Category Archives: Advice for Airlines

It Had to Happen

It Had to Happen

A new study from Deloitte & Touche, LLP found that about three-quarters of high frequency business travelers—the most lucrative kind to airlines—belong to more than one loyalty program. And only about 40 percent of these business travelers log at least three-quarters of their miles on their preferred airline. Many will book another airline even it means abandoning a program in which they’ve earned elite status. Deloitte said it based its findings on a survey of 4000 travelers and focus groups with business and leisure travelers.

That means for 60 percent of business travelers, loyalty programs are no longer determining where they spend their travel dollars. Why? Because many of the airlines and hotels have so devalued their points/miles that when flying a particular airline or staying at a particular hotel means spending $30 to $50 more, they can’t justify it. Just as the devaluation is relatively recent, so is this shift away from the loyalty programs.

It had to happen. Business travelers are voting with their wallets. If airlines wonder why they are being abandoned, they need to look inside their value propositions. The problem with adding value is that consumers are constantly looking for more goodies, more perks, more value.

It’s the challenge all marketers face. You must add value to survive, but consumers are expecting more and more every year. The key is to look for what has a high-perceived value to consumers and a low cost to the airline or hotel chain. They can do it; it will just require more creativity than they are currently applying.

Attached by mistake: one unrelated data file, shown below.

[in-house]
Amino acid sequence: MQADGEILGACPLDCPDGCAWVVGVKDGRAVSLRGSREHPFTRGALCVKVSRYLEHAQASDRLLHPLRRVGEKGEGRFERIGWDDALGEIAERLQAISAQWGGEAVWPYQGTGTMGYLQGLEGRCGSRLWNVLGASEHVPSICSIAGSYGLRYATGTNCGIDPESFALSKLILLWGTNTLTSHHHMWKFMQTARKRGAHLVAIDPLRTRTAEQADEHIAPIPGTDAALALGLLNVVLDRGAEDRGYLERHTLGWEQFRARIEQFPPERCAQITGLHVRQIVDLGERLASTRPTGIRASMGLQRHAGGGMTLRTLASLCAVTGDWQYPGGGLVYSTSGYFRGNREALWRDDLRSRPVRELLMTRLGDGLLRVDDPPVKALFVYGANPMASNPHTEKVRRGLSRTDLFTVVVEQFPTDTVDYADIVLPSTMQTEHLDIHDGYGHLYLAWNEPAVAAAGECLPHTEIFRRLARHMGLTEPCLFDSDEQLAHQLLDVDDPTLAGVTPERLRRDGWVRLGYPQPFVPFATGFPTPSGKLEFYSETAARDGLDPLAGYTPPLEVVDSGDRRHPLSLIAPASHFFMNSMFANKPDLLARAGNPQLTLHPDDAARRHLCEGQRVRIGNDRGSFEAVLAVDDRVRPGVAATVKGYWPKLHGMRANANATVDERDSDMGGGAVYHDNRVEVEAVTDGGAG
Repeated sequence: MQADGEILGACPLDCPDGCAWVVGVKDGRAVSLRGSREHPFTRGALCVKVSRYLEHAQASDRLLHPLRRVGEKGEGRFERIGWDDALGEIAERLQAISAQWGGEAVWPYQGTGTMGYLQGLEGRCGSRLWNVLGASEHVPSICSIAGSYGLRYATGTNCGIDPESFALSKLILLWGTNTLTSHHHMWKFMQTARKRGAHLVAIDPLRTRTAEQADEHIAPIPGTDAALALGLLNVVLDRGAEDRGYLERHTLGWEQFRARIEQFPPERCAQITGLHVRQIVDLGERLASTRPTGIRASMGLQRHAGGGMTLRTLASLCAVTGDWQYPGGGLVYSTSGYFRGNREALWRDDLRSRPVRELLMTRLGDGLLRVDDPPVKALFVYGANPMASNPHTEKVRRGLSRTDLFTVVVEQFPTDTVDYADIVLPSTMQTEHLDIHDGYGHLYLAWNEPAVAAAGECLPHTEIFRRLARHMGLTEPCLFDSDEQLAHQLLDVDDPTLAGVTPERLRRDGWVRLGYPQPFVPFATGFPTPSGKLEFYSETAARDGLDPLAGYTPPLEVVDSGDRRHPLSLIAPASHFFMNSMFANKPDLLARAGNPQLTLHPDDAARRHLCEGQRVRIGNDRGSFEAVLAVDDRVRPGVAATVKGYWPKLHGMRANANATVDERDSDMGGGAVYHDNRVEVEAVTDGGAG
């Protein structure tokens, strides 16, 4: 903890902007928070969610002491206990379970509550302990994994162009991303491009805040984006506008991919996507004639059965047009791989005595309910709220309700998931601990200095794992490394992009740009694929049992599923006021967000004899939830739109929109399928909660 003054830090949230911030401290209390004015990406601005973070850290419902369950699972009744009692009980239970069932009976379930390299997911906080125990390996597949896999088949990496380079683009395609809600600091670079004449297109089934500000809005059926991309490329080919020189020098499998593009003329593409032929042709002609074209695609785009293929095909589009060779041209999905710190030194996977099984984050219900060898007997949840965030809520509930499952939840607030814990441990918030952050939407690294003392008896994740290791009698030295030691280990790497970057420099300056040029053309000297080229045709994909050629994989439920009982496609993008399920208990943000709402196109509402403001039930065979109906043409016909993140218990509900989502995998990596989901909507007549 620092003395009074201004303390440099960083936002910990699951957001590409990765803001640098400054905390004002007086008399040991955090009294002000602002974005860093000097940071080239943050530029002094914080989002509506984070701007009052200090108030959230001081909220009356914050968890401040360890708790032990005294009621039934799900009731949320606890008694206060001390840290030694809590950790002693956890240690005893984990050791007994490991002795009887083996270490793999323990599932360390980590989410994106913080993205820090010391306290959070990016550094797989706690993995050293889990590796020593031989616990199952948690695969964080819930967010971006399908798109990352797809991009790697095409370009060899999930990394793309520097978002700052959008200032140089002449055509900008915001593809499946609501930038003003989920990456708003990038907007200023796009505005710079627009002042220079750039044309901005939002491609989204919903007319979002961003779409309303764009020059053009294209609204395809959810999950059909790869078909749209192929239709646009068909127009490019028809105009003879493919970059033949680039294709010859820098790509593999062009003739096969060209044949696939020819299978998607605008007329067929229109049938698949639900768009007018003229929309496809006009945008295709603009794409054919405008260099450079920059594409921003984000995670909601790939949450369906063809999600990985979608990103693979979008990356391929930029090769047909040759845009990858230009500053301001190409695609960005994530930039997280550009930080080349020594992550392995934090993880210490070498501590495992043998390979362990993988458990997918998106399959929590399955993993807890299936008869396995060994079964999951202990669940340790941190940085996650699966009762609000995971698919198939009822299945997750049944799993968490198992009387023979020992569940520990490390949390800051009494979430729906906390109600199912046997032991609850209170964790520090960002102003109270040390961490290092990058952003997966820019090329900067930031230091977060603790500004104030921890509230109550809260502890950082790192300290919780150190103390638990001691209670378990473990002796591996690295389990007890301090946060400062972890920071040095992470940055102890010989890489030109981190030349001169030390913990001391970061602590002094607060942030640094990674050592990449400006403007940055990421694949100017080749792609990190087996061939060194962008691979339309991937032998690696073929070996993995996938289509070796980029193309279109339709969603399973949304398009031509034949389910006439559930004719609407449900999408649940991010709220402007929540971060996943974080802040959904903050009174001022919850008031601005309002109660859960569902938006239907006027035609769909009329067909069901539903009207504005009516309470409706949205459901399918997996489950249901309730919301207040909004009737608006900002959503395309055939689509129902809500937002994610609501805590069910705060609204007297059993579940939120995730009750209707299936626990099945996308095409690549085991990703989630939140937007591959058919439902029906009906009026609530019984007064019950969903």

When airlines and hotels are delivering less and less bang for the buck, it is any wonder that they are being deserted? To be fair not all of the programs are in this situation. Marriott is still a lot better than Hilton and American’s program beats US Airways, hands-down. The challenge for these service providers is to reward their frequent travelers enough so that they will stay. For 60 percent of frequent flyers, this Deloitte study says, “They’re failing!”

Why American is my Favorite Airline

American AirlinesWhen I moved to Austin, Texas from Greensboro, North Carolina, I quickly discovered the shortcomings of US Airways service for the city. The only flights in or out were on regional jets with no first class cabin and a not very comfortable ride.

Wanting to make an informed decision, I consulted the Austin-Bergstrom Airport website. There I discovered that the airline, besides Southwest, with the most flights was American at 26 percent. (Now it’s less than 20 percent, but still only behind Southwest.) By the way, if you want these stats for your airport, you’ll find them at

Anyway, I called the airline and of course, they had their own version of a status-matching program. I matched to Platinum within two months; it took a year and a half to achieve Executive Platinum status.

As an Executive Platinum on American, the benefits are excellent, including free unlimited upgrades on a space-available basis, free checked baggage up to 70 lbs. per piece, and boarding with First Class passengers, even when you don’t get the upgrade. But these benefits are not what keeps me coming back.

It’s their people that make the difference! Yes, I know I’m nice to them, too. I call Marc, the ticket counter agent, Denay and Barbie, the women in the Admirals Club, and gate agents Cathy and Lisa by name. And yes, I do bring cookies or muffins to the flight attendants. However, even when I don’t, they are cordial and call me by name. The flight attendants go out of their way to make their road warriors like me feel taken care of. And even the folks on the phone seem to go the extra mile to help.

Why did I really leave US Airways? That’s another story for another blog. Stay tuned.